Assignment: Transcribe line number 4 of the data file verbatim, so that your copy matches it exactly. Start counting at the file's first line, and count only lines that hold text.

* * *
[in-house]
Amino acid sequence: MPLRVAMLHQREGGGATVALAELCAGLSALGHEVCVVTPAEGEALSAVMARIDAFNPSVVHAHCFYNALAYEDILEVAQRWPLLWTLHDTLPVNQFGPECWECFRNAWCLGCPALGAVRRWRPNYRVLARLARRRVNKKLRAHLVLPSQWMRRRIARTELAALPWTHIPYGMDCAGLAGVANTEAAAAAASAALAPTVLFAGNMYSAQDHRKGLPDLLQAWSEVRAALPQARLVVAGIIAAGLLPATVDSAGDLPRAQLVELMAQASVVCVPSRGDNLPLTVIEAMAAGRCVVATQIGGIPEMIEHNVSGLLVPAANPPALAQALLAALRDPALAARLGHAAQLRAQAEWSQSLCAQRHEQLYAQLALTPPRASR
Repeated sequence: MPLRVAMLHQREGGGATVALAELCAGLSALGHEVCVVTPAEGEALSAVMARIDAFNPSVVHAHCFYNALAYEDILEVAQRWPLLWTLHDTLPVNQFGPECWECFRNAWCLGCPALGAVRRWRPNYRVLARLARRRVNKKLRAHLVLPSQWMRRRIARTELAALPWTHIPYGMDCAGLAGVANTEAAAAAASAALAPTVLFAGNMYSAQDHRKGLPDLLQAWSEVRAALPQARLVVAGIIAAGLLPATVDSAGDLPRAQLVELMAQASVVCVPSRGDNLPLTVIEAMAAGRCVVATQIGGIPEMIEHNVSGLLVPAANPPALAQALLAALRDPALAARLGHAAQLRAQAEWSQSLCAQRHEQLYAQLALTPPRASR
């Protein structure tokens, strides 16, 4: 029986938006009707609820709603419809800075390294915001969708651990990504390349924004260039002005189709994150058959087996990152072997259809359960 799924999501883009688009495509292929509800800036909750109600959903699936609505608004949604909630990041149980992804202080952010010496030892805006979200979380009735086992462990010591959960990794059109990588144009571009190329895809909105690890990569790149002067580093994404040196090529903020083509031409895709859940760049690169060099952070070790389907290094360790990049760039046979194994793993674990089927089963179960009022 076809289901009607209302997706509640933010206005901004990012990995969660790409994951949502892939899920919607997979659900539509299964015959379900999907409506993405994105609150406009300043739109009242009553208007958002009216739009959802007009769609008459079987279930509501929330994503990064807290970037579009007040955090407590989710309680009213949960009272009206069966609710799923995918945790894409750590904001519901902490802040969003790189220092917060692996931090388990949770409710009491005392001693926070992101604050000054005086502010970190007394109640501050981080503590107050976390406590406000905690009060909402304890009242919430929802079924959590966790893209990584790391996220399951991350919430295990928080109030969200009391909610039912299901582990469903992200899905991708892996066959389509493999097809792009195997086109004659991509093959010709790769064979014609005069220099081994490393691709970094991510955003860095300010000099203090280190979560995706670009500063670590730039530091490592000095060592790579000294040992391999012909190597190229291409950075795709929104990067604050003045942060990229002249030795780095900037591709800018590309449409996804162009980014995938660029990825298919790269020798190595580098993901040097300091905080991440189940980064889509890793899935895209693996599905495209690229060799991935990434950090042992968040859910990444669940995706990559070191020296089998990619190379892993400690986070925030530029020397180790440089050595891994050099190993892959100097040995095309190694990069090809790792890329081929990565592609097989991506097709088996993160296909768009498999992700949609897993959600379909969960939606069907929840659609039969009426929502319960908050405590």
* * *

């Protein structure tokens, strides 16, 4: 029986938006009707609820709603419809800075390294915001969708651990990504390349924004260039002005189709994150058959087996990152072997259809359960 799924999501883009688009495509292929509800800036909750109600959903699936609505608004949604909630990041149980992804202080952010010496030892805006979200979380009735086992462990010591959960990794059109990588144009571009190329895809909105690890990569790149002067580093994404040196090529903020083509031409895709859940760049690169060099952070070790389907290094360790990049760039046979194994793993674990089927089963179960009022 076809289901009607209302997706509640933010206005901004990012990995969660790409994951949502892939899920919607997979659900539509299964015959379900999907409506993405994105609150406009300043739109009242009553208007958002009216739009959802007009769609008459079987279930509501929330994503990064807290970037579009007040955090407590989710309680009213949960009272009206069966609710799923995918945790894409750590904001519901902490802040969003790189220092917060692996931090388990949770409710009491005392001693926070992101604050000054005086502010970190007394109640501050981080503590107050976390406590406000905690009060909402304890009242919430929802079924959590966790893209990584790391996220399951991350919430295990928080109030969200009391909610039912299901582990469903992200899905991708892996066959389509493999097809792009195997086109004659991509093959010709790769064979014609005069220099081994490393691709970094991510955003860095300010000099203090280190979560995706670009500063670590730039530091490592000095060592790579000294040992391999012909190597190229291409950075795709929104990067604050003045942060990229002249030795780095900037591709800018590309449409996804162009980014995938660029990825298919790269020798190595580098993901040097300091905080991440189940980064889509890793899935895209693996599905495209690229060799991935990434950090042992968040859910990444669940995706990559070191020296089998990619190379892993400690986070925030530029020397180790440089050595891994050099190993892959100097040995095309190694990069090809790792890329081929990565592609097989991506097709088996993160296909768009498999992700949609897993959600379909969960939606069907929840659609039969009426929502319960908050405590």